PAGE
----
1. “Irrelevant speaking”…that’s brilliant, as is your doodlewash of this building!

    Sounds like you and I have yet another thing in common: I also hate parties and small talk. I try to decline as many invitations as I can (I pretty much only go to hubby’s departmental gatherings now…thank goodness they really only have them about once a year). Good thing for me hubby dislikes them, too. We’re such homebodies, but we like it that way! 🙂

    Glad you made a friend that night, though! I do, like you, enjoying getting together with just one or two good friends occasionally…and talk about things that matter. 🙂

  2. What a fascinating building, the painting of which as well-executed as ever, sir! The shading is gorgeous and I love the choice of composition; it really comes across as a structure that commands its skyline.

    On your commentary: YES. I don’t cope well with big parties, nor indeed small talk. I don’t appear to have any kind of capacity for it. When people try, it invariably dies a death after we exchange “how are you?” and I’m left awkwardly smiling, hoping someone will come and rescue me/take my place/the floor beneath me will open up. It’s a woe, really, this social interaction business… but indeed, being introvert in that way makes it all the more pleasing when there are people you find with whom you can have worthwhile conversations, as you happily did!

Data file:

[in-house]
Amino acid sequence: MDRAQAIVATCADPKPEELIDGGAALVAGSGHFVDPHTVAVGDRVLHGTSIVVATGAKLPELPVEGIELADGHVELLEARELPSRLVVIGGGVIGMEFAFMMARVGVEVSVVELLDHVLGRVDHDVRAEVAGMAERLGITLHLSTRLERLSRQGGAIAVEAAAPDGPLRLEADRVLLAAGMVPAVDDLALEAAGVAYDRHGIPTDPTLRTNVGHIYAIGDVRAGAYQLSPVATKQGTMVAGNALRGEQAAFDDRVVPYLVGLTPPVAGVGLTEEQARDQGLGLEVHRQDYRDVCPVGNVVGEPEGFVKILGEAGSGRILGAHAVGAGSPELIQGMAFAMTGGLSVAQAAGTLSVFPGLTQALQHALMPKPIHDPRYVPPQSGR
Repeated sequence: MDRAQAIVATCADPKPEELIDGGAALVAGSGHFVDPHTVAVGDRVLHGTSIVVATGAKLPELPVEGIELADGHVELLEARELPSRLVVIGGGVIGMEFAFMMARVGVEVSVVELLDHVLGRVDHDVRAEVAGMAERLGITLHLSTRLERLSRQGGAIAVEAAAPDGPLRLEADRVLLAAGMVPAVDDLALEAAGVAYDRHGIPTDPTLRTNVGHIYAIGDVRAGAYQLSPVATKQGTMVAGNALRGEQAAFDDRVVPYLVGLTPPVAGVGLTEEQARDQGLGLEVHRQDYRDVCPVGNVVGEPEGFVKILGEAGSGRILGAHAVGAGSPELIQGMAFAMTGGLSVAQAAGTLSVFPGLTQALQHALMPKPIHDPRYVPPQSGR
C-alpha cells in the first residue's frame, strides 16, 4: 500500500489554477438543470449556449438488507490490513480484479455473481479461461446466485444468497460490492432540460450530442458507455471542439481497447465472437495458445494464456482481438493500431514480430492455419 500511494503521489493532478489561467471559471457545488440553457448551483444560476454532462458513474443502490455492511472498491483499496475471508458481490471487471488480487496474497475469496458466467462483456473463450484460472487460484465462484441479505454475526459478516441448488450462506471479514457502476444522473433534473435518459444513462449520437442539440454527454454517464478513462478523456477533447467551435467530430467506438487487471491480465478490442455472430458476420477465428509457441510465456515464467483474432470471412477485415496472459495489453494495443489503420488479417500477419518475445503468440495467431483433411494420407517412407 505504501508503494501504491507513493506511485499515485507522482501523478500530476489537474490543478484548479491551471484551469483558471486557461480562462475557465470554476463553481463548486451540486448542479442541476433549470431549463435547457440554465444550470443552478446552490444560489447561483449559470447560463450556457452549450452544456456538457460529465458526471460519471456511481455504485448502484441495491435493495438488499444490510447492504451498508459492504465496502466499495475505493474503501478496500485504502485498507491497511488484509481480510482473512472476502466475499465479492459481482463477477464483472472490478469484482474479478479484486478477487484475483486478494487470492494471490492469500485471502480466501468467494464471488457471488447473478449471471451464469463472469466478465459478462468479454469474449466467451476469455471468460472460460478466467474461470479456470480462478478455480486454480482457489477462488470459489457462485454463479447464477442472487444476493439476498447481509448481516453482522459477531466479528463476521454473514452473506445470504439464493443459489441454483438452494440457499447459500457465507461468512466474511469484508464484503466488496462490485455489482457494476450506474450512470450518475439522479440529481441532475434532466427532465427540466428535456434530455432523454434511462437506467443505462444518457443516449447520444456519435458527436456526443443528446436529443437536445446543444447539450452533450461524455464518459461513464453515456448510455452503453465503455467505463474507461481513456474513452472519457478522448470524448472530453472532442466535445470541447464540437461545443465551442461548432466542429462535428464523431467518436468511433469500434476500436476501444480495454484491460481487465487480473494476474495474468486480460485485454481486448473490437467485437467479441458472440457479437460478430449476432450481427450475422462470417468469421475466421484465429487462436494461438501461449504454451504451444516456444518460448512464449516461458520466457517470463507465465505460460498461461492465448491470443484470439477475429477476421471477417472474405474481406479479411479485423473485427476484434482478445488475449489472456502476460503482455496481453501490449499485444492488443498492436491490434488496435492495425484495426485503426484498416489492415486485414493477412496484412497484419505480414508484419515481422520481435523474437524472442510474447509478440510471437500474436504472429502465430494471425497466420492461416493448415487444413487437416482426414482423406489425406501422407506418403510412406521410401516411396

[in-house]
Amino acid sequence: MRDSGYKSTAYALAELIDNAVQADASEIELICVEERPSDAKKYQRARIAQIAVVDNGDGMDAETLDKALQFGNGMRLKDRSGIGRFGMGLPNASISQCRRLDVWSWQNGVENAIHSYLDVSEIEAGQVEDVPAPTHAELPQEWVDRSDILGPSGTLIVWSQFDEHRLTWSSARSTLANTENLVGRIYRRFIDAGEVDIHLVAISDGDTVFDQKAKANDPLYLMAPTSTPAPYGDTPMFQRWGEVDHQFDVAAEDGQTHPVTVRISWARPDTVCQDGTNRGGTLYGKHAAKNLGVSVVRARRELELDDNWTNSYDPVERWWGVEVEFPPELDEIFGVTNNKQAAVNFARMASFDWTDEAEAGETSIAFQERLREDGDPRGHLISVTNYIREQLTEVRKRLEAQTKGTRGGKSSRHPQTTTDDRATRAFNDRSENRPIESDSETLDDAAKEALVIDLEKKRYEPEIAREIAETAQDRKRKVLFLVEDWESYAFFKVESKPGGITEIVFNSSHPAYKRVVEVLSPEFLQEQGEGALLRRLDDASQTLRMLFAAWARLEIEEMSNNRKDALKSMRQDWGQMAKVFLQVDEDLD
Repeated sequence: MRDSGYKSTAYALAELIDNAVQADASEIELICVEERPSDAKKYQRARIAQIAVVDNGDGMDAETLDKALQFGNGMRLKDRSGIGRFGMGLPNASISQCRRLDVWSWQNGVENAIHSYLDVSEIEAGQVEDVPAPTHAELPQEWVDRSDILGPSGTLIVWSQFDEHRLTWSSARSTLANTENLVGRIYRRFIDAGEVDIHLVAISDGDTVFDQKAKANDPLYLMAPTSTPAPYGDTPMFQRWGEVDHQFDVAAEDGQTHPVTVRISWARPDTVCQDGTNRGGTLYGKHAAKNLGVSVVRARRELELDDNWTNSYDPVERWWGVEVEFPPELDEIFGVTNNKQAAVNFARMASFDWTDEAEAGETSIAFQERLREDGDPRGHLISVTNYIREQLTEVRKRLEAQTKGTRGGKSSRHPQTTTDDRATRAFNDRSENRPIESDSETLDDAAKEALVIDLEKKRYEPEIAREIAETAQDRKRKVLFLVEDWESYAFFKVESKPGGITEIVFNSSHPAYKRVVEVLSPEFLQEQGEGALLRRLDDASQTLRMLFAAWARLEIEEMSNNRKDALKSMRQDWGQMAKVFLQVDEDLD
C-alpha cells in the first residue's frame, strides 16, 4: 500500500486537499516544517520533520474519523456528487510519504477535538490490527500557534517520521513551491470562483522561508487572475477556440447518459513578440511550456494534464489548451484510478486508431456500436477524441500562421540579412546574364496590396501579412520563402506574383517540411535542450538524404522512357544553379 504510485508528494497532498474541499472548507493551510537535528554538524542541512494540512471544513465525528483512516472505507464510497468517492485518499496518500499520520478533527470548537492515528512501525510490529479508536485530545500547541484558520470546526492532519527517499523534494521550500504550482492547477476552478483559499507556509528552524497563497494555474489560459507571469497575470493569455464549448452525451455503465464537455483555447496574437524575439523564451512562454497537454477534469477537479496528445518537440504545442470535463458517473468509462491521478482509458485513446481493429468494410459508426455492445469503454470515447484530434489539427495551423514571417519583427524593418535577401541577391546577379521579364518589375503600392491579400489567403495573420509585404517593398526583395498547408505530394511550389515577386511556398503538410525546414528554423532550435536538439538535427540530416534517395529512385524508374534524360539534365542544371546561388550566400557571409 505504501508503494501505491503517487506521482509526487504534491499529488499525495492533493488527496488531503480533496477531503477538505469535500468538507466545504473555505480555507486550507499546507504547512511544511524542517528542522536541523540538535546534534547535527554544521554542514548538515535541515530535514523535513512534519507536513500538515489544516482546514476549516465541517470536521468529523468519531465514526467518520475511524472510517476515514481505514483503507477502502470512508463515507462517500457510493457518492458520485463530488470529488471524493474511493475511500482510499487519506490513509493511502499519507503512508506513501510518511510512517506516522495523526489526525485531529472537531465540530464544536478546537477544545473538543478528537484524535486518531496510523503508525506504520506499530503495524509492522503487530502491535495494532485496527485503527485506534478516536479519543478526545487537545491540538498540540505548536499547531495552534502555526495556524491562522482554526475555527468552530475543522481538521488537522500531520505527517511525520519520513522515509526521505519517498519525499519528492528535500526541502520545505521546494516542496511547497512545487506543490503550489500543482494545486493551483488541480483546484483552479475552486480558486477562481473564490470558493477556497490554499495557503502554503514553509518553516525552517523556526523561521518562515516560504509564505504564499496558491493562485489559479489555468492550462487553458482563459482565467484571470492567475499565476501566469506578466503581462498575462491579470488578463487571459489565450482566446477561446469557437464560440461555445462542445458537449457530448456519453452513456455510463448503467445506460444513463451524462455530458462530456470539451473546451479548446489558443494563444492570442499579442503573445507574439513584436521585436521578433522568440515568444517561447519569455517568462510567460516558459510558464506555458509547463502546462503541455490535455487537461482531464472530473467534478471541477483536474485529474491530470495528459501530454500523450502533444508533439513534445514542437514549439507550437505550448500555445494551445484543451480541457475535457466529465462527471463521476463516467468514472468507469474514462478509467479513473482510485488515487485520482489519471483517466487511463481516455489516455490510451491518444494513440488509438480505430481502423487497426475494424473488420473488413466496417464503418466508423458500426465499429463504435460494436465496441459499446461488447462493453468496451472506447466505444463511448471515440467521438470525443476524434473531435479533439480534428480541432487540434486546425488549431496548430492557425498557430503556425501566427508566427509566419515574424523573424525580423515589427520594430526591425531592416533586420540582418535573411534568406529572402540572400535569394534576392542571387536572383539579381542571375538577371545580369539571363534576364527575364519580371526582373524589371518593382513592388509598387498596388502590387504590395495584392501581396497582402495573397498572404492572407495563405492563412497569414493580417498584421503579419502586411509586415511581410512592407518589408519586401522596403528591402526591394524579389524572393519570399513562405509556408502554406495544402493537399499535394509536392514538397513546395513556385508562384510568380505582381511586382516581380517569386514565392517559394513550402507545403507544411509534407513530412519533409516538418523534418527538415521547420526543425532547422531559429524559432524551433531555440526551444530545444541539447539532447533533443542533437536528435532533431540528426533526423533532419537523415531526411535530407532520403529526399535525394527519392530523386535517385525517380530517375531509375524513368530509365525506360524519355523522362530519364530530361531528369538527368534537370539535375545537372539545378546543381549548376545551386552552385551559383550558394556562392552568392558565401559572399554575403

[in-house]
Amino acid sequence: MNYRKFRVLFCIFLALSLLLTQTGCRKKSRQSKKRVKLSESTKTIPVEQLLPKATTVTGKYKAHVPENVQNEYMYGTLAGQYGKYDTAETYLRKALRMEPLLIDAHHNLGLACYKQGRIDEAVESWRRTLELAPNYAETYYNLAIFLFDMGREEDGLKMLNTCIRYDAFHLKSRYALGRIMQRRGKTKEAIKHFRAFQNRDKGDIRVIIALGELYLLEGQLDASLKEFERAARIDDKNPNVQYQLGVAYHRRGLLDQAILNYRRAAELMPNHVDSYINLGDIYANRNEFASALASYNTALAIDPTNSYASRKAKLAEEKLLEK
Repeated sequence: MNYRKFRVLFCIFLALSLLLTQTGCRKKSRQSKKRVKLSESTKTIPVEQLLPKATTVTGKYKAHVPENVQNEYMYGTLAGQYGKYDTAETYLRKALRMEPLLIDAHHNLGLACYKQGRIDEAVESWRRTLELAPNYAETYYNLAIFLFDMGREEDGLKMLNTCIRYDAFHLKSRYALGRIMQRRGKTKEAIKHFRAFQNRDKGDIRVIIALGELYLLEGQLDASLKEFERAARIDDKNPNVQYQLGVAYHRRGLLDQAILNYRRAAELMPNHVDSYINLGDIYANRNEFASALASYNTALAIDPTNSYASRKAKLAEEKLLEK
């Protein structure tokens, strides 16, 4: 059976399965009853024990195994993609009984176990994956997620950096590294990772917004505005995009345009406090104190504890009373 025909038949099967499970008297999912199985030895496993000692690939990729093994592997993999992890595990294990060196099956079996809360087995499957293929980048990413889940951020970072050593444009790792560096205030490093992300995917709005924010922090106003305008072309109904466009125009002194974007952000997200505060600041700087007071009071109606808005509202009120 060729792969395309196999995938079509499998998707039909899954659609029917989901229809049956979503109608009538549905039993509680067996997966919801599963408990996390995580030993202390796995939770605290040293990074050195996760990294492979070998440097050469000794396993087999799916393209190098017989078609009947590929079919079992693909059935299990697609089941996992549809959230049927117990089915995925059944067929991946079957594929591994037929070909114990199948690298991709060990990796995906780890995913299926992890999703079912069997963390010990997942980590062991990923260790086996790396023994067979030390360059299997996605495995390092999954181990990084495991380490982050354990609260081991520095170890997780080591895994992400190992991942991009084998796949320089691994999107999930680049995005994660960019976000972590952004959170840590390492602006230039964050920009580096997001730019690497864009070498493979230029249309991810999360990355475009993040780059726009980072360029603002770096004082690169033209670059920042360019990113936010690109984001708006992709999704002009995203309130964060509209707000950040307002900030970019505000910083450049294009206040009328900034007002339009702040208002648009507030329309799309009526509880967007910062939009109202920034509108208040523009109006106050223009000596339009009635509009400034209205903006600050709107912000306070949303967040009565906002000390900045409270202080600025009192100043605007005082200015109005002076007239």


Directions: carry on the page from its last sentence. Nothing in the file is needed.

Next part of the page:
3. awesome doodlewash Charlie O! I love parties, but also intimate gatherings as well. Not much into small talk though. I love deep, meaningful conversations – and usually find a way to manage them even at large parties – asking challenging questions… Hubby calls it nebby – silly guy – I am just super interested in people. They don’t have to answer! haha!

  4. I never felt comfortable at parties either, but didn’t realise for many years that I’m an introvert. I like to people-watch, I find them interesting and fascinating, but I’d much rather interact with animals. More than 15 minutes around people I don’t know and I’m exhausted. And, yeah, heights. Just no. I seriously think we need a DNA test to make sure we’re not long-lost brothers!

  5. A roof deck sounds very exciting and luxurious. I would walk around Tribeca looking up at all the buildings with roof decks and feel envy. But I like your comparison of it to a convertible.

    Another great building sketch. How many floors is the building?

    I don’t mind small talk. It leads to “big talks”. But I know how it can be painful for someone who is an introvert. My husband used to be very introverted until he became a cop. He’s met so many kooks and very nice people too, now he can talk to anyone. (almost.)

  6. oh Charlie, your personality sounds so much like mine! I’m not afraid of heights…but parties, mingling, useless chit chat? way too difficult…I have to have a “mission” like helping the hostess or something to make it not horrendous.